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The Case for Hawaii

It's been a college football season were no win can be assured, no poll position can be defended and no one can agree on anything. Thanks to the wonderful system college football has kludged together, a bunch of voters will pick two names out of a hat, following which we'll be subjected to a month of debate over who should have been put where, and whether the criteria should be best season performance or best team right now, and calls for playoffs, and diatribes about how playoffs will ruin the sancity of college football, America, and talking heads everywhere. And through all of this babble, bickering and bile there will be only one thing everybody agrees on. Just one indisputable belief that everyone trying to fix college football will hold sacrosanct:

The only undefeated team in the country has no business playing for the national championship.

The voters thinks so. The computer formula think so. The guys getting paid in 800-word chunks think so. Even the team itself isn't aiming that high -Brennan's highest hope is a Rose Bowl appearance. Folks are casting around a collection of two-loss also-rans to find championship contenders while the only team with an unblemished record is barely cracking the Top 10.

Put aside what you know about Hawaii for a moment. Think about every sport, every league, every way of awarding a trophy in existence on this planet, and find one where you can defeat every opponent put in front of you and not get a chance to play for the championship. College football and maybe the games six year-olds with over protective parents play - those are the only placesthis can happen. Hawaii never lost. Only two teams in the country came within one game of accomplishing that (and one of them won't be sniffing the end-of-year hardware either). Instead, we're going to the collection of two-loss teams to find our champion.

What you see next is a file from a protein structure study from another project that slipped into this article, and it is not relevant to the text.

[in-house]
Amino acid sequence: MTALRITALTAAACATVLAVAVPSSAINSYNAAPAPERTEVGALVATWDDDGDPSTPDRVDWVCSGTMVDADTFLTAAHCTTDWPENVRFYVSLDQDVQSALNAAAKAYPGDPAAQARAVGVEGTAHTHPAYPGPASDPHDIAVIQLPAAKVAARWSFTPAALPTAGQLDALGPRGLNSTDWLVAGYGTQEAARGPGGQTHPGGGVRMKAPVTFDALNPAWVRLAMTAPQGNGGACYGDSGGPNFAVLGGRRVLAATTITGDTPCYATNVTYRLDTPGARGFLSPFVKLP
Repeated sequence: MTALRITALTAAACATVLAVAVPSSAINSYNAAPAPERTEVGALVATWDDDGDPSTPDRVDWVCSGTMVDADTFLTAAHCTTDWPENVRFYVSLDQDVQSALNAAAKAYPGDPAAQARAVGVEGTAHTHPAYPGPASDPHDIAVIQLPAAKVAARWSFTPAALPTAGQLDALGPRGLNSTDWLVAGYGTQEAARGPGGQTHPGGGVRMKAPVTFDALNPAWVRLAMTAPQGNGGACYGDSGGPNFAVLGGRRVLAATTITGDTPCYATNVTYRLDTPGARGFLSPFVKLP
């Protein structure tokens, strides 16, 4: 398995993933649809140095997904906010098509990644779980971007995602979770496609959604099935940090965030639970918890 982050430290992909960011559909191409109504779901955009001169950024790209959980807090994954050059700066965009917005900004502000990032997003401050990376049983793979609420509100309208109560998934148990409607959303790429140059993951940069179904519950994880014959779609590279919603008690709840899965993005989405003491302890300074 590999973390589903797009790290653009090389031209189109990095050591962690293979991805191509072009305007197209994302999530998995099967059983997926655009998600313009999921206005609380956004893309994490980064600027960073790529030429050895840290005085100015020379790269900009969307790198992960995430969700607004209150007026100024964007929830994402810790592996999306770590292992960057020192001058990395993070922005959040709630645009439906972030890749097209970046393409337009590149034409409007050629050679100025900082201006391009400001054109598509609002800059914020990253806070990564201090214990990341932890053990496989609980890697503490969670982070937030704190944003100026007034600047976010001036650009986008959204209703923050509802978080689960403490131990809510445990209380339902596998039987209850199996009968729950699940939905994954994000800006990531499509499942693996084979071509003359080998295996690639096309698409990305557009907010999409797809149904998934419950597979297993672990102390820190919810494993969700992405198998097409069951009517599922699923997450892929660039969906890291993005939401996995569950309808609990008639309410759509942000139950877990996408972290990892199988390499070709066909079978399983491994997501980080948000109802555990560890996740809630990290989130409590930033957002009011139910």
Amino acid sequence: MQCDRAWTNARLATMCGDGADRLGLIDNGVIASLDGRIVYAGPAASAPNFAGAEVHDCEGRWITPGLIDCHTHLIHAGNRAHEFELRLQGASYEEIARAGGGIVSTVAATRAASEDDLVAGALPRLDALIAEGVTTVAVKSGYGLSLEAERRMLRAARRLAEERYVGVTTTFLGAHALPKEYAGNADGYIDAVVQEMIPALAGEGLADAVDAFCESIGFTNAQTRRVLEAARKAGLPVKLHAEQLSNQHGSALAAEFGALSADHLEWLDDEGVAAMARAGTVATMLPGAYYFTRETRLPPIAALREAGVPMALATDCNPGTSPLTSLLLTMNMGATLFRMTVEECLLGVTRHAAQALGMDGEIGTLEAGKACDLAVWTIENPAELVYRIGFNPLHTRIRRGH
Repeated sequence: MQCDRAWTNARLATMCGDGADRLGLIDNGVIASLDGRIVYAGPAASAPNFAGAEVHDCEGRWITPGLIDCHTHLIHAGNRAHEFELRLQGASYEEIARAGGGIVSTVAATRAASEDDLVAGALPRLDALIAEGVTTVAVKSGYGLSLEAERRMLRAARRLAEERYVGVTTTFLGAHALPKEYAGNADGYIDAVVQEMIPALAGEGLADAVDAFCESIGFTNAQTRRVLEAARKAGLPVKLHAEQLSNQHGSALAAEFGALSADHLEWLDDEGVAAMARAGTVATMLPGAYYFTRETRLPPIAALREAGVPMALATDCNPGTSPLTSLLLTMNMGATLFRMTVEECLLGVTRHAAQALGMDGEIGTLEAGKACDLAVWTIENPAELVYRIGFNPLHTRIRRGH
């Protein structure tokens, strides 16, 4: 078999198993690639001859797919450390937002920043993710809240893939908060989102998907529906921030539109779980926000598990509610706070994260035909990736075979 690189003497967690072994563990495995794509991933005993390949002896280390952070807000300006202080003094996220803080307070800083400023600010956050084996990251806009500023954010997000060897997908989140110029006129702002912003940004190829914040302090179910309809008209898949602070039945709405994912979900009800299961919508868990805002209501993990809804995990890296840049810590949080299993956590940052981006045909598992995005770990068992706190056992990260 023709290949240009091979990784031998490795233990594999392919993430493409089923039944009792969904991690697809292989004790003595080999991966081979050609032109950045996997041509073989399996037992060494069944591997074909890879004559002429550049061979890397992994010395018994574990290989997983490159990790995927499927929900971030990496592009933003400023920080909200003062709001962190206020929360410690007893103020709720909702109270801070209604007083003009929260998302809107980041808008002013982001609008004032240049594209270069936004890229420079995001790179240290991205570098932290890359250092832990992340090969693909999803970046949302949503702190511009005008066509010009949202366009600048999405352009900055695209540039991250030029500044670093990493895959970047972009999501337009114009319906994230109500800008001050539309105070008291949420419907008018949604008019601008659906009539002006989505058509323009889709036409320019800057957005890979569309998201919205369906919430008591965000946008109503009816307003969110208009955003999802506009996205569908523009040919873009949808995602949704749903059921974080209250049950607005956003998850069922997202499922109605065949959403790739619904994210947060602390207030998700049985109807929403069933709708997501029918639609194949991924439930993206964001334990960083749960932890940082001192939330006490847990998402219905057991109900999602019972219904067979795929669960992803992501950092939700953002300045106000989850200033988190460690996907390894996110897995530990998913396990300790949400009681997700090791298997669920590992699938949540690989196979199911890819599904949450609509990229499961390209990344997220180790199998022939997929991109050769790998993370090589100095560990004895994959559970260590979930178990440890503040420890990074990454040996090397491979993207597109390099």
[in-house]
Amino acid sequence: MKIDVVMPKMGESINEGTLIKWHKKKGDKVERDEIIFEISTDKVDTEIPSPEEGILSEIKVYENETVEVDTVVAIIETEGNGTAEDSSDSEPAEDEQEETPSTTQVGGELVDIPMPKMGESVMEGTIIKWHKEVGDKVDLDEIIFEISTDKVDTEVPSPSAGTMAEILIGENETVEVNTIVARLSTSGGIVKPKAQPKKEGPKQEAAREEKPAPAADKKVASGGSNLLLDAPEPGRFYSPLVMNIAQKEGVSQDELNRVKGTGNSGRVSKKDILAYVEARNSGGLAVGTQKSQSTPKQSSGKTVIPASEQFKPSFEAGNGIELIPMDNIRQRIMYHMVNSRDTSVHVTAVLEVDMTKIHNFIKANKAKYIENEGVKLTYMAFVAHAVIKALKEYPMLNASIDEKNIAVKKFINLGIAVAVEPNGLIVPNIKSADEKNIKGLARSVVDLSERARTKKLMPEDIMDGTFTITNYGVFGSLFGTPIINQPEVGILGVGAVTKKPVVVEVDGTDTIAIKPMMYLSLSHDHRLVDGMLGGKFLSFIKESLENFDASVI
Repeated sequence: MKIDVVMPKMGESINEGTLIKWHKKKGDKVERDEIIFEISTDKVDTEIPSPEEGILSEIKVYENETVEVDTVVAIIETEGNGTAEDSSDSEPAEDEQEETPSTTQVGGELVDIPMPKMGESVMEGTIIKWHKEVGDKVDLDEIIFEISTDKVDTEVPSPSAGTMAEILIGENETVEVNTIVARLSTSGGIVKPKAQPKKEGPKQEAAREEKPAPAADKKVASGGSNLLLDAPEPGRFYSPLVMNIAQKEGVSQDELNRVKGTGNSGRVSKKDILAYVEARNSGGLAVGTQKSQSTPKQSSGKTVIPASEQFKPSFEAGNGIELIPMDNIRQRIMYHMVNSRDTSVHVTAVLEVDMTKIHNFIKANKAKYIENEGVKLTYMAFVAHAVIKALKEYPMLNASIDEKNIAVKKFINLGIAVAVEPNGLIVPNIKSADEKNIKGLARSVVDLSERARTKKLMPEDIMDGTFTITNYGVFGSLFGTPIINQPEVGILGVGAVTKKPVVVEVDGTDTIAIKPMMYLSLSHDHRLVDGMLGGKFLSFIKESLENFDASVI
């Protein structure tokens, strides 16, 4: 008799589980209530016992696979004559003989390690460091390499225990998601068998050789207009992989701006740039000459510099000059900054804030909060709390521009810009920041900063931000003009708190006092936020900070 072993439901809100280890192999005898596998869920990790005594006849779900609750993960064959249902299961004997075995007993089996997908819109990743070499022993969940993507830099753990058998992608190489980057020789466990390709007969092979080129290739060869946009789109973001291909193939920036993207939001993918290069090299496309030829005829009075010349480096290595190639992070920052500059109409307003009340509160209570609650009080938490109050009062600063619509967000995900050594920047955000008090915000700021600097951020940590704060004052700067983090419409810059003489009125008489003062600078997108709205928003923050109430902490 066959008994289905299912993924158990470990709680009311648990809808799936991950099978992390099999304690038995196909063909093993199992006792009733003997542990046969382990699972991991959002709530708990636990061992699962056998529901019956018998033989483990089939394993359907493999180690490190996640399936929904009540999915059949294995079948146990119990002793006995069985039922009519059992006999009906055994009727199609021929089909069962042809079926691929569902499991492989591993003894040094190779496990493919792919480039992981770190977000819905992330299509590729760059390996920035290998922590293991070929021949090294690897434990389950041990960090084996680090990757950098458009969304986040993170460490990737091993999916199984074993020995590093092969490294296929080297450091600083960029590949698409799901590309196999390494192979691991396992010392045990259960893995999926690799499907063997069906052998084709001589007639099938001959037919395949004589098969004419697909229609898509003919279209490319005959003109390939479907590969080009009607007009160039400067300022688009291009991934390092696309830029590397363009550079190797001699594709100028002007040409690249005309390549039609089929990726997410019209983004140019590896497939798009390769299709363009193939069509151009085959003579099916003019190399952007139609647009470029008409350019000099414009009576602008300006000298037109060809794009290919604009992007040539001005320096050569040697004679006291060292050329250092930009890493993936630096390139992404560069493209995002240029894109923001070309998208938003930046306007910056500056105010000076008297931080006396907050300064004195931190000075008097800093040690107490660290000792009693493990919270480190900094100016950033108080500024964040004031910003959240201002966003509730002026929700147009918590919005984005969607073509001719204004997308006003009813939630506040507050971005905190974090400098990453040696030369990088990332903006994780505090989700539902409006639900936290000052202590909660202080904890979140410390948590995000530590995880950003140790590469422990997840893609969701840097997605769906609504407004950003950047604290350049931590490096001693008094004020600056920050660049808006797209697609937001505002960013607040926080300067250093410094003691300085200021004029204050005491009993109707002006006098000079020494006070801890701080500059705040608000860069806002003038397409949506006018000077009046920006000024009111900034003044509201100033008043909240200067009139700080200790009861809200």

Hawaii puts to lie the most traditional reason for excluding undefeated teams from the BCS, the schedule. Who wants to play Hawaii? Michigan State backed out of their game at a cost of $250,000. The Warriors are a member of the only conference that will have them; the Pac-10 isn't knocking on any doors in Manoa. Half of their conference left in 1999 in no small part because of the expense of travelling across three time zones. Another five schools have left since then - Hawaii is the oldest member of the conference by seventeen years.

Let me make this perfectly clear. No one will play this team. Michigan turned them down. So did USC. Urban Meyer at Florida went on record about ho little he wanted to play this team:

"If I have anything to do with scheduling -- and I do -- I'm not going to go there. I'll vacation there; I just won't play there."

Florida has aready scheduled a Colt Brennan-less team to fly to Gainesville next year. Folks can complain about the expense of travelling to Hawaii all they want, but they'll still play the Hawaii Bowl and they'll still line up for the Maui Invitational in basketball. They just won't play June Jones' team.

The fix was in from the day the schedules were released; Hawaii wasn't going to be playing for a national championship. This is absolutely the best outcome the Warriors could have hoped for, with no other undefeated teams and only two one-loss squads, one of which did not even get the chance to play for its conference championship. This is the best season ever for a team outside the BCS conferences to make the championship game, and as recently as yesterday is was in doubt if the team would make a major bowl.

Before Hawaii took the first snap of the 2007 football season, it had already been decided they were out of championship contention. It's not right and it's not fair.

It's college football.